The New York Times reports on the strange case of Huguette Clark, a New York copper heiress who died in 2011 with an estate valued at over $300 million. (“The Legal Fight Over the Two Wills of a Very Private Heiress,” New York Times, Sunday, September 15, 2013.) While far removed from the probate courts of the Bay Area, the Clark case contains themes present in many estate and trust litigation cases.
Mrs. Clark, who never had children, waited until her late nineties to execute a will, leaving most of her estate to distant relatives, many of whom she had never met. Only six weeks later, she executed a second will, which gave most of her estate to a private foundation for the arts, after making specific gifts to various individuals, including her nurse, her doctor, and the hospital where she lived for the last 20 years of her life. The lawyer who wrote the will, and the accountant (who provided “input”) each received gifts under the will and were named as executors and directors of the new foundation.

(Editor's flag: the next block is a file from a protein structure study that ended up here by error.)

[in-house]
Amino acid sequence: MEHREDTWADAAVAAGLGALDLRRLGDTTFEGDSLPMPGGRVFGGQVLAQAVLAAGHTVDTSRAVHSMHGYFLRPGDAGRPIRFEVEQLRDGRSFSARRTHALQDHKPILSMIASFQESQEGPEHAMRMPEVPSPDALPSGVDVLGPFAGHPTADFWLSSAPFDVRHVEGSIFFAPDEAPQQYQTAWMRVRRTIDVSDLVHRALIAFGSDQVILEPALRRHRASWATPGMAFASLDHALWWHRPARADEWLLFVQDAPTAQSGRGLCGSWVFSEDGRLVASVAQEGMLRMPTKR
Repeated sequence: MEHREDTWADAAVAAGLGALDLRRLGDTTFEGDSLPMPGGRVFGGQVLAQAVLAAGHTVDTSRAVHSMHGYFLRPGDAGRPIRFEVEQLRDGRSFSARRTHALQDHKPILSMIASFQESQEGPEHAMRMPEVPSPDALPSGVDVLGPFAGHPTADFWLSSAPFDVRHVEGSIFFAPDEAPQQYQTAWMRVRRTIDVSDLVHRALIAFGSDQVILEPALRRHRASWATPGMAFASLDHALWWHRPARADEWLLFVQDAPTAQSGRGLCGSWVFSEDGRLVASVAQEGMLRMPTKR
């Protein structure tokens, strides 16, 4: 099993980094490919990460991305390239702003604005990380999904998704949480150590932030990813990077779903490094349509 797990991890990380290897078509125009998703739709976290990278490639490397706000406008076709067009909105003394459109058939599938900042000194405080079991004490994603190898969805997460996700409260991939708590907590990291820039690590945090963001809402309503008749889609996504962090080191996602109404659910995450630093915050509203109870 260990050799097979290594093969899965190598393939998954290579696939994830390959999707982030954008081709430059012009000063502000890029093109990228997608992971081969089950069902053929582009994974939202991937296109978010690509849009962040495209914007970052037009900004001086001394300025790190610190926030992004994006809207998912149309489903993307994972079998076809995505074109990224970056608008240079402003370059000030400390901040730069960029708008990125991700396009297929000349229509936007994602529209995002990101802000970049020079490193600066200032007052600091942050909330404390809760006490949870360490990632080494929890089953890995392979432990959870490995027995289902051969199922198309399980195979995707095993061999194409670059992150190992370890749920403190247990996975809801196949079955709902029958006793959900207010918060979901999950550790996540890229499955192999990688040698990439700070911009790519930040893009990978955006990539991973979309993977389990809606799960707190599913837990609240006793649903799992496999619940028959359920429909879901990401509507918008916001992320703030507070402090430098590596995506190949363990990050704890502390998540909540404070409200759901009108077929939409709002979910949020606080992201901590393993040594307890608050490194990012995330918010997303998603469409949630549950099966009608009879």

Not surprisingly, the family members sued to overturn the second will, “claiming that Mrs. Clark was coerced in to changing it by people around her who, with the hospital, kept her dependent and exploited her age and vulnerability.”
It’s an interesting story (don’t miss Mrs. Clark’s affinity for vintage Barbie dolls, which her personal assistant — who received $500,000 under the will — would dutifully arrange and photograph) that will no doubt generate tabloid headlines of greed and opportunism. But it also serves as a cautionary tale for clients contemplating estate planning or concerned about potential inheritance disputes among their heirs: Don’t put off estate planning.
If Mrs. Clark had intended to cause a will contest she couldn’t have done a much better job than waiting until age 98 to make a will and then changing her beneficiaries in a new will only six weeks later. After all, who wouldn’t wonder what happened in those six weeks that caused her to change her mind?
Jury selection is scheduled to begin this week.